Name-calling is not debate

Recently in these op-ed pages, Univision political analyst Fernando Espuelas let loose a flare-up of invective against Iowa Congressman Steve King (R) over his apparently controversial view that Birthright Citizenship may actually be leading to more illegal immigration into the country. For anyone willing to tread through Espuelas’s piece, they’ll find it rage-filled and reason-free, all point and splutter without a single measured argument throughout.   

In just 600 words, Espuelas manages to label the five-time congressman as “radical”, “outlandish”, “shrill”, “obsessed”, that he’s “contemptuous of the Hispanic community” and that he’s “repeatedly shown pure contempt for Latino immigrants and their children” and finally, not to be outdone, that he’s a supporter of “apartheid.” Needless to say, there wasn’t enough space in his column to actually quote the Congressman’s position on the immigration issue or refute a single one of his arguments. Although Espuelas’s showing was certainly exceptional, this level of cardiac apoplexy is unfortunately approaching the norm in current immigration discourse. 

{mosads}Espuelas was responding to a hearing that King’s House Immigration Subcommittee recently held on Birthright Citizenship (which I attended). It’s unclear whether Espuelas actually watched the hearing. If he did, he would have heard rather sensible and nonpartisan arguments for reforming the policy. Law Professor and immigration expert John Eastman called Birthright Citizenship “one of the three magnets of illegal immigration”—The other two being, higher wages and welfare benefits.

Jon Feere of the Center for Immigration Studies explained that government after government in the OECD and elsewhere (including every single European country) has decided to end Birthright Citizenship after watching it lead to high rates of illegal immigration. Is it “radical” to support the ending of a policy that countries as diverse as Ireland and India think is a bad idea?

And how’s this for perverse. Every year 400,000 children born to illegal immigrants are given automatic citizenship despite laws that simultaneously make unauthorized entry into the country a criminal offense. Or this: 40,000 kids a year are born in this country to so-called ‘birth tourists’, mostly Chinese nationals who fly in solely to give birth in our hospitals. Does Espuelas not THINK this is a perverse policy result? The people of Hong Kong seemed to think so. In 2012, they took to the streets and recently forced their government to curb the same practice after their hospital system became completely overwhelmed with pregnant Chinese mothers-to-be coming over the border from the mainland. 

Like the Democrats at the hearing, Espuelas refuses to engage the topic. The questions he refuses to answer are a) Does he agree that Birthright Citizenship is a magnet for people to enter the country illegally, and b) does he think illegal immigration is a problem. It’s as simple as that.  

Have smears and slogans really taken over good and honest debate in this country? For immigration policy, that’s certainly the case. This is a terrible shame, considering its effects touch every American life, from our children who have their social security numbers compromised by illegal aliens, to nature-lovers who watch urban sprawl endlessly swallow up our beautiful landscapes and put more and more plant and animal species on the endangered list.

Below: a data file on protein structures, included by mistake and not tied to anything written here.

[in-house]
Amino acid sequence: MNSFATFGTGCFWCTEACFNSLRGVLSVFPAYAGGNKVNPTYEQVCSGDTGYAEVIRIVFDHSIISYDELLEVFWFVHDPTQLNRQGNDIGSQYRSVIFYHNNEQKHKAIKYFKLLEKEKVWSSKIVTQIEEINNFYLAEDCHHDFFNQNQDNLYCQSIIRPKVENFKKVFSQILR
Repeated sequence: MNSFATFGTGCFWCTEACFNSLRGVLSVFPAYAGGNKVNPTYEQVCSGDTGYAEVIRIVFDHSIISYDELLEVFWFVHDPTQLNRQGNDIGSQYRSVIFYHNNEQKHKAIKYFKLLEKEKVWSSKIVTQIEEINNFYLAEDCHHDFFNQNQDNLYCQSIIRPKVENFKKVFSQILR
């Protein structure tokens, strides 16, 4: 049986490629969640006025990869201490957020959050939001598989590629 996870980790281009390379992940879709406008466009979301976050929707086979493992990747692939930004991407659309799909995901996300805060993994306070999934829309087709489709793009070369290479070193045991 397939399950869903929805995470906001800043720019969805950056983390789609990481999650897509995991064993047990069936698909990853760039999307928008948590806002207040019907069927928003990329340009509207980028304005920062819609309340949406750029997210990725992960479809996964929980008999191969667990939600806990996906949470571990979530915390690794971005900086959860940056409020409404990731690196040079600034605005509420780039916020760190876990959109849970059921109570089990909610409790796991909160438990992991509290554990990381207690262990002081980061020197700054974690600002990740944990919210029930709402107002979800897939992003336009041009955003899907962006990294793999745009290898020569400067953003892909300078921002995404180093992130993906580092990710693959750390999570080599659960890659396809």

In Espuelas’s attack, he served up the kind sensationalist drivel that’s come to typify Democrat debate on the issue. But the mandatory groupthink amongst the contemporary Left on immigration is actually a new development. Some of the finest voices who’ve advocated for a saner, governable, non-corporatized immigration system have come from the left-side of the aisle. People like, the father of modern unionism, Samuel Gompers, prominent African-American union man, Philip Randolph, former Democratic congresswoman Barbara Jordan, former United Farm Workers leader, Cesar Chavez and consumer advocate Ralph Nader—Even Glenn Greenwald, before he shifted his position—all of these individuals put the American worker first and foremost and didn’t believe illegally immigrating into the country was a right. What would these people call liberals of today, like Espuelas? 

One evidence-free argument Espuelas makes is that Hispanics think having open-borders is about “respect.” But Hispanic-Americans, being disproportionately among the working class, are the first ones to get hit from the effects of excessive immigration. Just ask Cesar Chavez who along with his supporters guarded the border with billy clubs to force back busloads of “scab” laborers arranged by ‘Big Ag’ interests. Espuelas’s claim is a perfect example of the modern liberal disease of speaking in amorphous and abstract phrases which can’t be argued with because they simply don’t mean anything. Like what Robert Frost said about writing free verse: it’s “like playing tennis with the net down.”

Maybe it’s time for the American worker to start demanding some “respect.” Respect from the corporate class, respect from the media class, and respect from the “political analysts” whose livelihoods aren’t affected from the hundreds of thousands of unskilled workers that get imported into this country annually at the behest of the cheap labor lobby. At the very least, let’s get back to respecting civil debate.

Smith works for the Immigration Reform Law Institute.


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